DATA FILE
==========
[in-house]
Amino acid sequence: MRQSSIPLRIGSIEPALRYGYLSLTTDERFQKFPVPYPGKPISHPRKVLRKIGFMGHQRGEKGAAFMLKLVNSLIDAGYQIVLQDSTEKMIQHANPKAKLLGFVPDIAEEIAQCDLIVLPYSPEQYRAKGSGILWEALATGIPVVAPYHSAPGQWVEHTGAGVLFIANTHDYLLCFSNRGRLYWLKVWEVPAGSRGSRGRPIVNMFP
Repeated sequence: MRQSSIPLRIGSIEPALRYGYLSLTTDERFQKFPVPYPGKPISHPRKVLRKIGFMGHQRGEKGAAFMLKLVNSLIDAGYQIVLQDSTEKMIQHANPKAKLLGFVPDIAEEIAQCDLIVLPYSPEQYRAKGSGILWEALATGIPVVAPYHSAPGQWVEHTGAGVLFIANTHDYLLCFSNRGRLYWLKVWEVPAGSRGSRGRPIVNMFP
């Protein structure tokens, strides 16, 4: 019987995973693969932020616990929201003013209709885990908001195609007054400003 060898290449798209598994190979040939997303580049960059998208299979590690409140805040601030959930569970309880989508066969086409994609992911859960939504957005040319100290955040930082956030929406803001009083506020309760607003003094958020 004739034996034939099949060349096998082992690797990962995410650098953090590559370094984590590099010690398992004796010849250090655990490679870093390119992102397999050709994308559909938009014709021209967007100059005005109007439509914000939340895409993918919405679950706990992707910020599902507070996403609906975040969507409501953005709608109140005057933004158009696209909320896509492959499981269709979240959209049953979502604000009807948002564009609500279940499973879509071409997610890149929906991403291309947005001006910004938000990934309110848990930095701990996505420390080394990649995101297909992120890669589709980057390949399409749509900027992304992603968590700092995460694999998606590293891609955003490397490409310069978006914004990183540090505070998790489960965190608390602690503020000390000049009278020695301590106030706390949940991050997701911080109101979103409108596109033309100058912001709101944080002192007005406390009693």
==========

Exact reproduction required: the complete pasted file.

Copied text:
[in-house]
Amino acid sequence: MRQSSIPLRIGSIEPALRYGYLSLTTDERFQKFPVPYPGKPISHPRKVLRKIGFMGHQRGEKGAAFMLKLVNSLIDAGYQIVLQDSTEKMIQHANPKAKLLGFVPDIAEEIAQCDLIVLPYSPEQYRAKGSGILWEALATGIPVVAPYHSAPGQWVEHTGAGVLFIANTHDYLLCFSNRGRLYWLKVWEVPAGSRGSRGRPIVNMFP
Repeated sequence: MRQSSIPLRIGSIEPALRYGYLSLTTDERFQKFPVPYPGKPISHPRKVLRKIGFMGHQRGEKGAAFMLKLVNSLIDAGYQIVLQDSTEKMIQHANPKAKLLGFVPDIAEEIAQCDLIVLPYSPEQYRAKGSGILWEALATGIPVVAPYHSAPGQWVEHTGAGVLFIANTHDYLLCFSNRGRLYWLKVWEVPAGSRGSRGRPIVNMFP
């Protein structure tokens, strides 16, 4: 019987995973693969932020616990929201003013209709885990908001195609007054400003 060898290449798209598994190979040939997303580049960059998208299979590690409140805040601030959930569970309880989508066969086409994609992911859960939504957005040319100290955040930082956030929406803001009083506020309760607003003094958020 004739034996034939099949060349096998082992690797990962995410650098953090590559370094984590590099010690398992004796010849250090655990490679870093390119992102397999050709994308559909938009014709021209967007100059005005109007439509914000939340895409993918919405679950706990992707910020599902507070996403609906975040969507409501953005709608109140005057933004158009696209909320896509492959499981269709979240959209049953979502604000009807948002564009609500279940499973879509071409997610890149929906991403291309947005001006910004938000990934309110848990930095701990996505420390080394990649995101297909992120890669589709980057390949399409749509900027992304992603968590700092995460694999998606590293891609955003490397490409310069978006914004990183540090505070998790489960965190608390602690503020000390000049009278020695301590106030706390949940991050997701911080109101979103409108596109033309100058912001709101944080002192007005406390009693």